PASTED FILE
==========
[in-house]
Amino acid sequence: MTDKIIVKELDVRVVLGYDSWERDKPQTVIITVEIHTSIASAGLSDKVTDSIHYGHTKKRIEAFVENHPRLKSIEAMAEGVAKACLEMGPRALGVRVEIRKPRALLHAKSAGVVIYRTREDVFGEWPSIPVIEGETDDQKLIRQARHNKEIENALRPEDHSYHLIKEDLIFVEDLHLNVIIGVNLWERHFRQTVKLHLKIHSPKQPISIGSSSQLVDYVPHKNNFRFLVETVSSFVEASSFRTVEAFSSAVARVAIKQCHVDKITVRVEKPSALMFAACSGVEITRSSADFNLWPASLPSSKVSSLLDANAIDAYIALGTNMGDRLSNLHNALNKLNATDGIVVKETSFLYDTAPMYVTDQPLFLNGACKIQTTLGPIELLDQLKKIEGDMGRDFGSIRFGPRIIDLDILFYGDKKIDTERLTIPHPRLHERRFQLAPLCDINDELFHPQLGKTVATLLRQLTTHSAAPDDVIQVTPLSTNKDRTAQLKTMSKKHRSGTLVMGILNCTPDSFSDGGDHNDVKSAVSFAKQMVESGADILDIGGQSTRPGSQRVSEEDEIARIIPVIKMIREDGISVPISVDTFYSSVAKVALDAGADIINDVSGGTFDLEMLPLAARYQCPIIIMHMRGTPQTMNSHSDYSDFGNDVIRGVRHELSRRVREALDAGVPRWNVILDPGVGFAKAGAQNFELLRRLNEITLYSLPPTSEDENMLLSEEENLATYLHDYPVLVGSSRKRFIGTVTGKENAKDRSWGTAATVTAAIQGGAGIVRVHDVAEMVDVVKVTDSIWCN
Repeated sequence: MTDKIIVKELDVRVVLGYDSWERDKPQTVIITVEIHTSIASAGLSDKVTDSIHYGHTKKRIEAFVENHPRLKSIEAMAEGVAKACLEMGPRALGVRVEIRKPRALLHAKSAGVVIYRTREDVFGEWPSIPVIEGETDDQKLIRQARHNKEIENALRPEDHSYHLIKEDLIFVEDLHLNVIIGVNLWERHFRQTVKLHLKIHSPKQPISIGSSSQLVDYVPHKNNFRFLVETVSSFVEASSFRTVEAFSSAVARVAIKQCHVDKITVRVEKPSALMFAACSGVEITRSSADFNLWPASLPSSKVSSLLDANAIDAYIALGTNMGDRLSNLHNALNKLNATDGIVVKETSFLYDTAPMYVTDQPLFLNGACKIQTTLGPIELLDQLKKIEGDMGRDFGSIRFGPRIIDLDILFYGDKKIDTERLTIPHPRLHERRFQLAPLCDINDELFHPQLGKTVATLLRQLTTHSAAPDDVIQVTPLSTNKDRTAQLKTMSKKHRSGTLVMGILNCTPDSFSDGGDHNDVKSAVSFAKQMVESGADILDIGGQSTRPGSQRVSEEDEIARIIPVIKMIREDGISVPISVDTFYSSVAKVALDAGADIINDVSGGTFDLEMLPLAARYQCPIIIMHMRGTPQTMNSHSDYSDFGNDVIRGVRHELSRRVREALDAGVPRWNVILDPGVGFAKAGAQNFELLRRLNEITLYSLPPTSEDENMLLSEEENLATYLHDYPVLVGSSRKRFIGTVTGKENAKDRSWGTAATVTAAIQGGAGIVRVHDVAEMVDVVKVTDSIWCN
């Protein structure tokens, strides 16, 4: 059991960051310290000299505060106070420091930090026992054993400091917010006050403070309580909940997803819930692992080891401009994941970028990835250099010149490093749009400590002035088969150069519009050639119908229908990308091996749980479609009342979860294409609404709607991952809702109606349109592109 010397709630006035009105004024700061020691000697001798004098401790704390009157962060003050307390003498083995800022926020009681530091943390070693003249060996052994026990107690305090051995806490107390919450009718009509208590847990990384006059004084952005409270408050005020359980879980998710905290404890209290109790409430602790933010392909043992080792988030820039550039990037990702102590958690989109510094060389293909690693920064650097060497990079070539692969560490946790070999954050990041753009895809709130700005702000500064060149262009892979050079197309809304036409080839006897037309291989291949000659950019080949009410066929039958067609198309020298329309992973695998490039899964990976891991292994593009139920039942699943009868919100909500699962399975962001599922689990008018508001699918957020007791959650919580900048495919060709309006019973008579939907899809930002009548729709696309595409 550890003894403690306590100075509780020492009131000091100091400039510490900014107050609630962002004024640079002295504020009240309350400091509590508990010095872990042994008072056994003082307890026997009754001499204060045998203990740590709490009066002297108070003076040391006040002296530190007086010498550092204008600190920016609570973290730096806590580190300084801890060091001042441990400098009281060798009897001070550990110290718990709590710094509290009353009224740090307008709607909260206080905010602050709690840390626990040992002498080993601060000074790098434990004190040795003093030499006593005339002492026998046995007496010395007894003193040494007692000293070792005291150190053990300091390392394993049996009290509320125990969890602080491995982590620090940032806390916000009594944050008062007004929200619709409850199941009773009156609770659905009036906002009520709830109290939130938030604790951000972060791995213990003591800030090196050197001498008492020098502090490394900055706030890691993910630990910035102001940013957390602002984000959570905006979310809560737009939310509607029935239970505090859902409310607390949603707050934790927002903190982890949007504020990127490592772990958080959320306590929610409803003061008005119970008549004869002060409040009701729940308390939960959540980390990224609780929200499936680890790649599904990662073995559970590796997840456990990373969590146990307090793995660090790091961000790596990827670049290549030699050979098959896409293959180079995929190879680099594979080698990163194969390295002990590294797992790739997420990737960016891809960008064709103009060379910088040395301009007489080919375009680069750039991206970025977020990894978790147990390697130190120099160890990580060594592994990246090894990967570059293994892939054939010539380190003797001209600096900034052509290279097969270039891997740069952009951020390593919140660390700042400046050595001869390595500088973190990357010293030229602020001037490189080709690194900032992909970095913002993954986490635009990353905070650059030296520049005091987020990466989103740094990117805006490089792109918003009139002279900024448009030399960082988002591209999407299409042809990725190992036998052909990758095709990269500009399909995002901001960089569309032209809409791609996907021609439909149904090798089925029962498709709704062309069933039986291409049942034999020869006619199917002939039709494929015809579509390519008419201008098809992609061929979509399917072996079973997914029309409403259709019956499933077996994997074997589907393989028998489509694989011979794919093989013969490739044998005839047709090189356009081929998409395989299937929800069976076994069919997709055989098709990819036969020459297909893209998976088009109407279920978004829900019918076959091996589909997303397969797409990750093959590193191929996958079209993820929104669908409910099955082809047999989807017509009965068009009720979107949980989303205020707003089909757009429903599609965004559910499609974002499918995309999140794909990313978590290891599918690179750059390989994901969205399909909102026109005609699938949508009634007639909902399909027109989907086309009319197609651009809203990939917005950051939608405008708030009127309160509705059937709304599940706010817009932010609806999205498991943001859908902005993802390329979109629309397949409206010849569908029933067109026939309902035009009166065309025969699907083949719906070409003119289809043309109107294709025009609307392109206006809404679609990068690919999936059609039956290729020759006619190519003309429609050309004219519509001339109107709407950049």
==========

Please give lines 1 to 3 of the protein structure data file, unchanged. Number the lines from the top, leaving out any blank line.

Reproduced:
[in-house]
Amino acid sequence: MTDKIIVKELDVRVVLGYDSWERDKPQTVIITVEIHTSIASAGLSDKVTDSIHYGHTKKRIEAFVENHPRLKSIEAMAEGVAKACLEMGPRALGVRVEIRKPRALLHAKSAGVVIYRTREDVFGEWPSIPVIEGETDDQKLIRQARHNKEIENALRPEDHSYHLIKEDLIFVEDLHLNVIIGVNLWERHFRQTVKLHLKIHSPKQPISIGSSSQLVDYVPHKNNFRFLVETVSSFVEASSFRTVEAFSSAVARVAIKQCHVDKITVRVEKPSALMFAACSGVEITRSSADFNLWPASLPSSKVSSLLDANAIDAYIALGTNMGDRLSNLHNALNKLNATDGIVVKETSFLYDTAPMYVTDQPLFLNGACKIQTTLGPIELLDQLKKIEGDMGRDFGSIRFGPRIIDLDILFYGDKKIDTERLTIPHPRLHERRFQLAPLCDINDELFHPQLGKTVATLLRQLTTHSAAPDDVIQVTPLSTNKDRTAQLKTMSKKHRSGTLVMGILNCTPDSFSDGGDHNDVKSAVSFAKQMVESGADILDIGGQSTRPGSQRVSEEDEIARIIPVIKMIREDGISVPISVDTFYSSVAKVALDAGADIINDVSGGTFDLEMLPLAARYQCPIIIMHMRGTPQTMNSHSDYSDFGNDVIRGVRHELSRRVREALDAGVPRWNVILDPGVGFAKAGAQNFELLRRLNEITLYSLPPTSEDENMLLSEEENLATYLHDYPVLVGSSRKRFIGTVTGKENAKDRSWGTAATVTAAIQGGAGIVRVHDVAEMVDVVKVTDSIWCN
Repeated sequence: MTDKIIVKELDVRVVLGYDSWERDKPQTVIITVEIHTSIASAGLSDKVTDSIHYGHTKKRIEAFVENHPRLKSIEAMAEGVAKACLEMGPRALGVRVEIRKPRALLHAKSAGVVIYRTREDVFGEWPSIPVIEGETDDQKLIRQARHNKEIENALRPEDHSYHLIKEDLIFVEDLHLNVIIGVNLWERHFRQTVKLHLKIHSPKQPISIGSSSQLVDYVPHKNNFRFLVETVSSFVEASSFRTVEAFSSAVARVAIKQCHVDKITVRVEKPSALMFAACSGVEITRSSADFNLWPASLPSSKVSSLLDANAIDAYIALGTNMGDRLSNLHNALNKLNATDGIVVKETSFLYDTAPMYVTDQPLFLNGACKIQTTLGPIELLDQLKKIEGDMGRDFGSIRFGPRIIDLDILFYGDKKIDTERLTIPHPRLHERRFQLAPLCDINDELFHPQLGKTVATLLRQLTTHSAAPDDVIQVTPLSTNKDRTAQLKTMSKKHRSGTLVMGILNCTPDSFSDGGDHNDVKSAVSFAKQMVESGADILDIGGQSTRPGSQRVSEEDEIARIIPVIKMIREDGISVPISVDTFYSSVAKVALDAGADIINDVSGGTFDLEMLPLAARYQCPIIIMHMRGTPQTMNSHSDYSDFGNDVIRGVRHELSRRVREALDAGVPRWNVILDPGVGFAKAGAQNFELLRRLNEITLYSLPPTSEDENMLLSEEENLATYLHDYPVLVGSSRKRFIGTVTGKENAKDRSWGTAATVTAAIQGGAGIVRVHDVAEMVDVVKVTDSIWCN